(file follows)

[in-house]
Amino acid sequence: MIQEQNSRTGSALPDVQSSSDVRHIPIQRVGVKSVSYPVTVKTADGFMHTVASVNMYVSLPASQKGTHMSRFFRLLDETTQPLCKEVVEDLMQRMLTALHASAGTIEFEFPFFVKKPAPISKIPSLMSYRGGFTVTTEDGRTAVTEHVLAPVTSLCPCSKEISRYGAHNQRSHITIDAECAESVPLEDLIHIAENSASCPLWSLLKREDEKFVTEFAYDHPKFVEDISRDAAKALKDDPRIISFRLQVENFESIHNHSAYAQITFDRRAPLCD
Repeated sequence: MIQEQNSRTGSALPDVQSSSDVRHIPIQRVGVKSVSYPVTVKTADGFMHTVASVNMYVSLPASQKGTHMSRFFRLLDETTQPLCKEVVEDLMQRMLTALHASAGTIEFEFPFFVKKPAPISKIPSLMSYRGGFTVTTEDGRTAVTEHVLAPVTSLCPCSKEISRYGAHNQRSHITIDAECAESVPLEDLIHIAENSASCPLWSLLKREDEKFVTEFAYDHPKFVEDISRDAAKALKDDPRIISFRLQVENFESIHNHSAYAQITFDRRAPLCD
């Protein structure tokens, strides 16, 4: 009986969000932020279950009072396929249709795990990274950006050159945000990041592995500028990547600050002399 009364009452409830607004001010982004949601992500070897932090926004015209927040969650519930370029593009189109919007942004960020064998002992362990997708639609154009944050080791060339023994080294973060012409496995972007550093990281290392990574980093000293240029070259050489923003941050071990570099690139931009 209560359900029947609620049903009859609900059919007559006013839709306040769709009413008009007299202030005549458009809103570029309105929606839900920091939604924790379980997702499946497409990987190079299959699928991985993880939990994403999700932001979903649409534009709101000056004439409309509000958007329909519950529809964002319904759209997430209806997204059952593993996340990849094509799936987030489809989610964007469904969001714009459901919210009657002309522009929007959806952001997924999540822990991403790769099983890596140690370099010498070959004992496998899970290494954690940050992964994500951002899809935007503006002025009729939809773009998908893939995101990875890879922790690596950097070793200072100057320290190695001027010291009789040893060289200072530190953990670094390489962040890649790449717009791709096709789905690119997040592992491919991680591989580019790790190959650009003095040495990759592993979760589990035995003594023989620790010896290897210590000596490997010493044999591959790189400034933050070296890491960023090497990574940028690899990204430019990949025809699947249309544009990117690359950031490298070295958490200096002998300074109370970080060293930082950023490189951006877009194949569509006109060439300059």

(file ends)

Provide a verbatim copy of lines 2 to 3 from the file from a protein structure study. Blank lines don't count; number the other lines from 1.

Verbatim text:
Amino acid sequence: MIQEQNSRTGSALPDVQSSSDVRHIPIQRVGVKSVSYPVTVKTADGFMHTVASVNMYVSLPASQKGTHMSRFFRLLDETTQPLCKEVVEDLMQRMLTALHASAGTIEFEFPFFVKKPAPISKIPSLMSYRGGFTVTTEDGRTAVTEHVLAPVTSLCPCSKEISRYGAHNQRSHITIDAECAESVPLEDLIHIAENSASCPLWSLLKREDEKFVTEFAYDHPKFVEDISRDAAKALKDDPRIISFRLQVENFESIHNHSAYAQITFDRRAPLCD
Repeated sequence: MIQEQNSRTGSALPDVQSSSDVRHIPIQRVGVKSVSYPVTVKTADGFMHTVASVNMYVSLPASQKGTHMSRFFRLLDETTQPLCKEVVEDLMQRMLTALHASAGTIEFEFPFFVKKPAPISKIPSLMSYRGGFTVTTEDGRTAVTEHVLAPVTSLCPCSKEISRYGAHNQRSHITIDAECAESVPLEDLIHIAENSASCPLWSLLKREDEKFVTEFAYDHPKFVEDISRDAAKALKDDPRIISFRLQVENFESIHNHSAYAQITFDRRAPLCD